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FAO Regional Office for Latin America and the Caribbean

FAO’s implements project to boost sheep production in Northern Belize

Project also offering support for Onion Producers and Beekeepers.

August 26, 2015, Fidel Pineda, a man of his late fifties into early sixties rises early to attend to his flock of sheep, checking that the same number is there as the night before.  He knows them by colors, size, shape, mannerisms, and even their unique personalities.  Pineda’s farm is located in a village just outside of the town of Corozal, what would have been a viable sugar cane plantation only a few years ago.  He spoke often of the days when cane was King. 

Pineda is one of 100 sheep farmers who are a part of the Food and Agriculture Organization of the United Nation’s (FAO) project to promote Agribusiness development in Northern Belize. The project is a collaborative effort with the Ministry of Natural Resources and Agriculture in Belize, with Funding by the European Union and also targets 150 Onion Producers and 100 Beekeepers.

Launched since January 2015, the project aims to reduce poverty and improve the livelihood opportunities for the rural population in Corozal and Orange Walk.

Pineda who gave FAO’s consultant Ludwig Palacio a detailed look at his life as a sheep farmer recounted several challenges that farmers

   have to overcome to be sustainable.                             


Challenges faced by Sheep Farmers

One such challenge as Pineda highlighted is his experiences with lending institutions-The exorbitant interest rates, his friends losing their farms, machinery, their lands, houses and the financial and asset losses from failed projects.  As a long term farmer, he believes that there has to be a better way.  While he is not against credit, he believed that this must be made more affordable and accessible but along with education for the farmers. 

Pineda also noted that farmers need to be more organized to meet market demands.  This, he believed, can only be achieved when farmers are educated with producers learning from the best practitioners. 

From his end, he has plans to visit a commercial sheep farmer in a nearby country to see how production is done and also to buy improved breeds to add to his stock.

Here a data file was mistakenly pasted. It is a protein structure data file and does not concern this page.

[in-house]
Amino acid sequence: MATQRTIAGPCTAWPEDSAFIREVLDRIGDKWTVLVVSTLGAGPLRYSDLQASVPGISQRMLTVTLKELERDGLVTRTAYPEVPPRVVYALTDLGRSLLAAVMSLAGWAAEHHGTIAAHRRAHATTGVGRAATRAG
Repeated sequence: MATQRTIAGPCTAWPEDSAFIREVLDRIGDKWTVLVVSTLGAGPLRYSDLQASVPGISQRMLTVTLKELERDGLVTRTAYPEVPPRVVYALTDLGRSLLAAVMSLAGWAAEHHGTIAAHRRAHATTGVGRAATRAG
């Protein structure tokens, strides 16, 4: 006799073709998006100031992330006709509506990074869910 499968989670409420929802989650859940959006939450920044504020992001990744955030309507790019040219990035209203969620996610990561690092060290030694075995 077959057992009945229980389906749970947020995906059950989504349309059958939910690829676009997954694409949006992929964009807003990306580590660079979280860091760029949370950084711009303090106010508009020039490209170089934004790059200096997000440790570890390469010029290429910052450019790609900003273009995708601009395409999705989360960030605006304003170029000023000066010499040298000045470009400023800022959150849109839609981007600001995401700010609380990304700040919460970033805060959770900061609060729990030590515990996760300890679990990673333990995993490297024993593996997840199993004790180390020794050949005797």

FAO’s Intervention

Similar to the issues lamented by Pineda, several Belizean Sheep farmers face this and other issues which affect them from production to marketing.  The FAO’s Economic Diversification of Micro, Small and Medium Enterprises in Northern Belize project therefore aims to assist farmers with these and many other issues.  These issues will be addressed through key project activities including: Capacity building in the use of Value Chain Methodologies; Improving Production, Post-Harvest Practices and Marketing, Farmer Field Schools and on farm demonstrations.  It is hoped that through this project successful outcomes will include: 

  • Increased employment opportunities and Improved livelihoods for over 350 small scale farm families;
  •  Increased Production of onion, honey and sheep by removing key production constraints;
  • Increased Profitability and greater revenues for rural producers of the 3 commodities; 
  • Increased Value Chain Efficiency and Improved technical skills for Extension Officers and
  • Enhanced extension services to farmers.

For Sheep farmers like Pineda, often their hope and commitment to the cause is what keeps them going. As Pineda so quietly demonstrated on the farm with his flock he learns patience, determination, precision, love and kindness.  Pineda genuinely enjoys spending time watching the sheep as they graze while he ponders and imagines a bigger flock to meet the growing demand for mutton in Belize.  With the support of the FAO project he is confident that there will be some positive steps.

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